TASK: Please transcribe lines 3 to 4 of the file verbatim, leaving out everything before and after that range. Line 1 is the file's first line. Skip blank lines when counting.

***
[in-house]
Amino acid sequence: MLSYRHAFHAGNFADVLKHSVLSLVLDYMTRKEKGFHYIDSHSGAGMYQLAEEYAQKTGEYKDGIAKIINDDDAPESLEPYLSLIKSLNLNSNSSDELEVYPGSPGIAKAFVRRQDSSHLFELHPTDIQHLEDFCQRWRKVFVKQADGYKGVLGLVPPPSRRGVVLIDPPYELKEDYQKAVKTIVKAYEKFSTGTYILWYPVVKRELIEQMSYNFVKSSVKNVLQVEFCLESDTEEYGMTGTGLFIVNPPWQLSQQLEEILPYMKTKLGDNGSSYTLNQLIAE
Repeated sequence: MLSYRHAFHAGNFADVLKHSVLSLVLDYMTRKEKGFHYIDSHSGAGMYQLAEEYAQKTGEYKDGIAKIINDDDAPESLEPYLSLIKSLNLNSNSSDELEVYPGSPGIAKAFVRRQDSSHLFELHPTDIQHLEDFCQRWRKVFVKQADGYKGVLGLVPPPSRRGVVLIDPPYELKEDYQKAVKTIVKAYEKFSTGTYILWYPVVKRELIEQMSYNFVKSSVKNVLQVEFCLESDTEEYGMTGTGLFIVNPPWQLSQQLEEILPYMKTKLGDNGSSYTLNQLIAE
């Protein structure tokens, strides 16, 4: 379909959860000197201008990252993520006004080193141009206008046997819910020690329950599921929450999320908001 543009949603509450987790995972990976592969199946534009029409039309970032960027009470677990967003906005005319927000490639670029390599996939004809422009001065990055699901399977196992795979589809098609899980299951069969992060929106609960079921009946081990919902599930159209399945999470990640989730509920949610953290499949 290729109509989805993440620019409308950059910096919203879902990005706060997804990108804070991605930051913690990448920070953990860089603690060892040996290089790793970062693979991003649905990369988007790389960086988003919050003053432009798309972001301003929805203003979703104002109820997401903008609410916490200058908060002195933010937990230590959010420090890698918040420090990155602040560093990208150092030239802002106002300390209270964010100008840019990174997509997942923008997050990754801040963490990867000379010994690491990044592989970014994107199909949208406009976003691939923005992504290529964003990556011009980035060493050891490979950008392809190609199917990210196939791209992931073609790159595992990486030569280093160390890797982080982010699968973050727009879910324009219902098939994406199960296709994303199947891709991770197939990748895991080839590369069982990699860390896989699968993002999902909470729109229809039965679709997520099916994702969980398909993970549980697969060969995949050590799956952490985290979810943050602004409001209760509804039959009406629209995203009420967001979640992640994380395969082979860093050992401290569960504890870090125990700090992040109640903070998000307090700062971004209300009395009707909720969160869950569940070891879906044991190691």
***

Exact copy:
Repeated sequence: MLSYRHAFHAGNFADVLKHSVLSLVLDYMTRKEKGFHYIDSHSGAGMYQLAEEYAQKTGEYKDGIAKIINDDDAPESLEPYLSLIKSLNLNSNSSDELEVYPGSPGIAKAFVRRQDSSHLFELHPTDIQHLEDFCQRWRKVFVKQADGYKGVLGLVPPPSRRGVVLIDPPYELKEDYQKAVKTIVKAYEKFSTGTYILWYPVVKRELIEQMSYNFVKSSVKNVLQVEFCLESDTEEYGMTGTGLFIVNPPWQLSQQLEEILPYMKTKLGDNGSSYTLNQLIAE
């Protein structure tokens, strides 16, 4: 379909959860000197201008990252993520006004080193141009206008046997819910020690329950599921929450999320908001 543009949603509450987790995972990976592969199946534009029409039309970032960027009470677990967003906005005319927000490639670029390599996939004809422009001065990055699901399977196992795979589809098609899980299951069969992060929106609960079921009946081990919902599930159209399945999470990640989730509920949610953290499949 290729109509989805993440620019409308950059910096919203879902990005706060997804990108804070991605930051913690990448920070953990860089603690060892040996290089790793970062693979991003649905990369988007790389960086988003919050003053432009798309972001301003929805203003979703104002109820997401903008609410916490200058908060002195933010937990230590959010420090890698918040420090990155602040560093990208150092030239802002106002300390209270964010100008840019990174997509997942923008997050990754801040963490990867000379010994690491990044592989970014994107199909949208406009976003691939923005992504290529964003990556011009980035060493050891490979950008392809190609199917990210196939791209992931073609790159595992990486030569280093160390890797982080982010699968973050727009879910324009219902098939994406199960296709994303199947891709991770197939990748895991080839590369069982990699860390896989699968993002999902909470729109229809039965679709997520099916994702969980398909993970549980697969060969995949050590799956952490985290979810943050602004409001209760509804039959009406629209995203009420967001979640992640994380395969082979860093050992401290569960504890870090125990700090992040109640903070998000307090700062971004209300009395009707909720969160869950569940070891879906044991190691």